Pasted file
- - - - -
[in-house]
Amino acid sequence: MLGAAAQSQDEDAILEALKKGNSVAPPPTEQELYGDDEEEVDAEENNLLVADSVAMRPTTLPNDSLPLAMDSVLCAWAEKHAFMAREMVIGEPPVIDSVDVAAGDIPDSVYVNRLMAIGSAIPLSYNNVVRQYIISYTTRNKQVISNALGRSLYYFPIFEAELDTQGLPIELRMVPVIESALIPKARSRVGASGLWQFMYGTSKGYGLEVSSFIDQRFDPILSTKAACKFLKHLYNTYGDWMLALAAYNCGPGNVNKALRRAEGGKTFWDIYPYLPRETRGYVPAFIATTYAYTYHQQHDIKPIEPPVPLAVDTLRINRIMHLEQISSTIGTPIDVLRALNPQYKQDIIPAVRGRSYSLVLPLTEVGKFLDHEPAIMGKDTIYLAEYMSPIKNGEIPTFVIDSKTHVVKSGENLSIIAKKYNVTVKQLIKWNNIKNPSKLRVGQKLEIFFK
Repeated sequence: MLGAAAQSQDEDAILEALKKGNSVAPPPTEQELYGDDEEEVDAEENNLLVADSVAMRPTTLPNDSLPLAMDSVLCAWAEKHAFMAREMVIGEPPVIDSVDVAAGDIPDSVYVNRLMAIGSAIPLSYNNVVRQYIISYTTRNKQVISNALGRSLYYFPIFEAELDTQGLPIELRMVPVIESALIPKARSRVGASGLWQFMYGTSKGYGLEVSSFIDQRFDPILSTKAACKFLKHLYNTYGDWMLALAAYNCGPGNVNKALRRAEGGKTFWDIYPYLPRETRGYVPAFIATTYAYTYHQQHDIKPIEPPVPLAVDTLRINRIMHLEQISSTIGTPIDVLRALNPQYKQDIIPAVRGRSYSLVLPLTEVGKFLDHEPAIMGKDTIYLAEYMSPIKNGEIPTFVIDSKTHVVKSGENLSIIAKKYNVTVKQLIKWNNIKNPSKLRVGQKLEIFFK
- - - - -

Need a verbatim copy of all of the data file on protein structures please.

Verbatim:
[in-house]
Amino acid sequence: MLGAAAQSQDEDAILEALKKGNSVAPPPTEQELYGDDEEEVDAEENNLLVADSVAMRPTTLPNDSLPLAMDSVLCAWAEKHAFMAREMVIGEPPVIDSVDVAAGDIPDSVYVNRLMAIGSAIPLSYNNVVRQYIISYTTRNKQVISNALGRSLYYFPIFEAELDTQGLPIELRMVPVIESALIPKARSRVGASGLWQFMYGTSKGYGLEVSSFIDQRFDPILSTKAACKFLKHLYNTYGDWMLALAAYNCGPGNVNKALRRAEGGKTFWDIYPYLPRETRGYVPAFIATTYAYTYHQQHDIKPIEPPVPLAVDTLRINRIMHLEQISSTIGTPIDVLRALNPQYKQDIIPAVRGRSYSLVLPLTEVGKFLDHEPAIMGKDTIYLAEYMSPIKNGEIPTFVIDSKTHVVKSGENLSIIAKKYNVTVKQLIKWNNIKNPSKLRVGQKLEIFFK
Repeated sequence: MLGAAAQSQDEDAILEALKKGNSVAPPPTEQELYGDDEEEVDAEENNLLVADSVAMRPTTLPNDSLPLAMDSVLCAWAEKHAFMAREMVIGEPPVIDSVDVAAGDIPDSVYVNRLMAIGSAIPLSYNNVVRQYIISYTTRNKQVISNALGRSLYYFPIFEAELDTQGLPIELRMVPVIESALIPKARSRVGASGLWQFMYGTSKGYGLEVSSFIDQRFDPILSTKAACKFLKHLYNTYGDWMLALAAYNCGPGNVNKALRRAEGGKTFWDIYPYLPRETRGYVPAFIATTYAYTYHQQHDIKPIEPPVPLAVDTLRINRIMHLEQISSTIGTPIDVLRALNPQYKQDIIPAVRGRSYSLVLPLTEVGKFLDHEPAIMGKDTIYLAEYMSPIKNGEIPTFVIDSKTHVVKSGENLSIIAKKYNVTVKQLIKWNNIKNPSKLRVGQKLEIFFK